This course is not offered in the Fall 2021 semester. The course outline distributed to the class at the beginning of the semester describes the course content and delivery, and defines the methods and criteria to be used in establishing the final grades for the course.
This course studies the molecular genetics of plants. The topics include: plant genome diversity and synteny; Arabidopsis thaliana genome, hormonal, environmental and developmental regulation of gene expression; chloroplast and mitochondrial genomes; and gene expression and silencing in transgenics. The course will be delivered using a lecture and paper discussion format. Students will learn and use a variety of computer techniques to search and analyze plant genome databases.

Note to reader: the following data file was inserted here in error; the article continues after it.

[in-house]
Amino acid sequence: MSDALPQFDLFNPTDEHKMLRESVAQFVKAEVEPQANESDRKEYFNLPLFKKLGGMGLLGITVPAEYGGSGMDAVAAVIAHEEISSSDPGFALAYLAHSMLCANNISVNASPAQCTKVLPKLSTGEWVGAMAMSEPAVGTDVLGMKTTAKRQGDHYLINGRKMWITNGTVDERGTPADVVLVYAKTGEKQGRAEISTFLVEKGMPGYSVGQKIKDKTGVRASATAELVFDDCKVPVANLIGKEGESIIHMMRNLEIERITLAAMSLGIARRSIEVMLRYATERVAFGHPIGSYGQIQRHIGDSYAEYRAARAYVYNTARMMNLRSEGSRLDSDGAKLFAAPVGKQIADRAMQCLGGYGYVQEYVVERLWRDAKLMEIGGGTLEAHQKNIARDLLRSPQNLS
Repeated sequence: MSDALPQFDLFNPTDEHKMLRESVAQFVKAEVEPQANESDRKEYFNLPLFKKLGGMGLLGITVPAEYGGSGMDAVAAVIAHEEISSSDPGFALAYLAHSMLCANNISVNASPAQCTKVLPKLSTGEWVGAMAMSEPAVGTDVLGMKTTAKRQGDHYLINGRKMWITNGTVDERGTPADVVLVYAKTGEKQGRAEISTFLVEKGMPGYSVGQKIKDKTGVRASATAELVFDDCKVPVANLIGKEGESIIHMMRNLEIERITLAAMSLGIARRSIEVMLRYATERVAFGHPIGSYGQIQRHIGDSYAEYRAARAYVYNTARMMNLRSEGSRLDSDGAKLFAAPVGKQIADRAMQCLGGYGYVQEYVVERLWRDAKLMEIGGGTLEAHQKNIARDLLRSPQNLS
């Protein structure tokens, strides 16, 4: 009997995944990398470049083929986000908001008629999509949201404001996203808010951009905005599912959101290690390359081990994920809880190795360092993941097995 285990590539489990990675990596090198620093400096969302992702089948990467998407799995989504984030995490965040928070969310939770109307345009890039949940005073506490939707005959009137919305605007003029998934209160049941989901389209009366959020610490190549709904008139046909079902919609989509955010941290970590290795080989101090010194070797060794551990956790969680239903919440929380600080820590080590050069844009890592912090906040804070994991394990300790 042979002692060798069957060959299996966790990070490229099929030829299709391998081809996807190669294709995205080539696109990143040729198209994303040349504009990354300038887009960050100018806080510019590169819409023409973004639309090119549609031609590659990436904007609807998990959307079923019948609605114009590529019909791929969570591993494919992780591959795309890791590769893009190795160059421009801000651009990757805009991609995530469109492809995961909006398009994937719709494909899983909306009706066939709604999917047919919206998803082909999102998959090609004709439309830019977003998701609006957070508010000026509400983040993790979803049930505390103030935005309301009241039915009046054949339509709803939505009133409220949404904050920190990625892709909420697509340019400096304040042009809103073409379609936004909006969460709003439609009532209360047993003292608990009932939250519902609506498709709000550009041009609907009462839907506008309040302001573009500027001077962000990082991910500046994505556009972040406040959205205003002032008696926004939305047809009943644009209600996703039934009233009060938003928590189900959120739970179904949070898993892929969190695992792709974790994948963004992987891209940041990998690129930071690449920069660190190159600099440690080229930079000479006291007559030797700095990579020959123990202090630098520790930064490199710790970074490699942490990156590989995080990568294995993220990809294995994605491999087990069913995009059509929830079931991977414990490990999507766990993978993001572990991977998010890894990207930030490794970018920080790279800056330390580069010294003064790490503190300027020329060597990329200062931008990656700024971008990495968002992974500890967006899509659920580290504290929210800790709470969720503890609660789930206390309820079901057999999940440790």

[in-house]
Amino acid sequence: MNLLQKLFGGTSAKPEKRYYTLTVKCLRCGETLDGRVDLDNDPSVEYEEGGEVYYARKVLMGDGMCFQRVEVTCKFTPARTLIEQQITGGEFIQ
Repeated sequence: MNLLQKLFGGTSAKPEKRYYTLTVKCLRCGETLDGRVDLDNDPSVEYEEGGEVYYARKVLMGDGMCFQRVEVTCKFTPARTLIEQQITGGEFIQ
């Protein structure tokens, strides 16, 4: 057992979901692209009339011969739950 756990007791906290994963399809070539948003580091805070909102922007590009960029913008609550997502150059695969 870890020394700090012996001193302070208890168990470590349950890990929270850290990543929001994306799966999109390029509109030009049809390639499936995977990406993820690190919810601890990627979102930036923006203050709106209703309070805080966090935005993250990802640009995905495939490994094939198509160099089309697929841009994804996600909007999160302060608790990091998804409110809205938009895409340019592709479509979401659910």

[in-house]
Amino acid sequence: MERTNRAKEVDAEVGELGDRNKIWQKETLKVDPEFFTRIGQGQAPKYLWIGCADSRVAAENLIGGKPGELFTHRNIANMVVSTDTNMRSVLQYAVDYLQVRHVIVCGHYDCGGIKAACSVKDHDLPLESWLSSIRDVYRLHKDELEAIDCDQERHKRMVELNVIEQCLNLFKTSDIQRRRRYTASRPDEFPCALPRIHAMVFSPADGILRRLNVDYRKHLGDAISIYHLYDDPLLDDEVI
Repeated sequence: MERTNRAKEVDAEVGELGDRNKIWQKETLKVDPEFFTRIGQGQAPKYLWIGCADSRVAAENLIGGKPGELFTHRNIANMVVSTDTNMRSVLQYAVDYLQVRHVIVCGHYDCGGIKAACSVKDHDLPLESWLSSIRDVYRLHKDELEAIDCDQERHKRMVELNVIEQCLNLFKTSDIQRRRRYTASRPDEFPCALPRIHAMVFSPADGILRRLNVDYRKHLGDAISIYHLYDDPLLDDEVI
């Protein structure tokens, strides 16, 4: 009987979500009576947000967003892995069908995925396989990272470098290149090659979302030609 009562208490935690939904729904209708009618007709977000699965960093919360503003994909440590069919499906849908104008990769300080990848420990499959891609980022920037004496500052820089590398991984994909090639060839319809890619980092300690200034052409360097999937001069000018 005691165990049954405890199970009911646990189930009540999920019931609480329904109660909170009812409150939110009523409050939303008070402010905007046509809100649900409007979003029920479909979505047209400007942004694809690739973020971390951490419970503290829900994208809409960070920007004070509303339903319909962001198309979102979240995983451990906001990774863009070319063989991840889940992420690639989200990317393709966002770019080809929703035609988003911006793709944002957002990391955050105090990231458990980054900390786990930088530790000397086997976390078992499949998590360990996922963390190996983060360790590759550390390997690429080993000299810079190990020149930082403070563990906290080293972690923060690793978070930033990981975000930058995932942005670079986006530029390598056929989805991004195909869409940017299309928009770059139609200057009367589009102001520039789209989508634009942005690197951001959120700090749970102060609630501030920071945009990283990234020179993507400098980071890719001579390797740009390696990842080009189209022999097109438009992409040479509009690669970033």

Plants are immobile, autotrophic and multicellular: How do genes and gene regulation make immobility possible? How are plants and plant molecular genetics unique compared to animals (mobile, heterotrophic), microbes (unicellular) or fungi (immobile, heterotrophic)? In this course, you will be given weekly background lectures (one per week) in plant molecular genetics including guided tutorials using online genetics, genomics, molecular biology, proteomics and metabolomics databases. Topics will include plant proteins and proteomics, evolution of plant proteins and plant genomes, coordination of nuclear and chloroplast genomes, plant gene regulation, and the molecular genetics of primary and secondary metabolism, biotic and abiotic stress resistance and plant development. In addition, the class will be divided into small tutorial group sections which will each meet once per week with the course instructor. The purpose of the tutorial section format is to solve problems in plant molecular genetics using independent problem-based learning. In the problem-based learning component, students will learn about the practice of being a critical scientist, which involves understanding what is truly known and unknown, designing logical experiments to test hypotheses, creating and defending grant proposals and peer reviewing of the proposals of others. The course will also include formal career mentoring.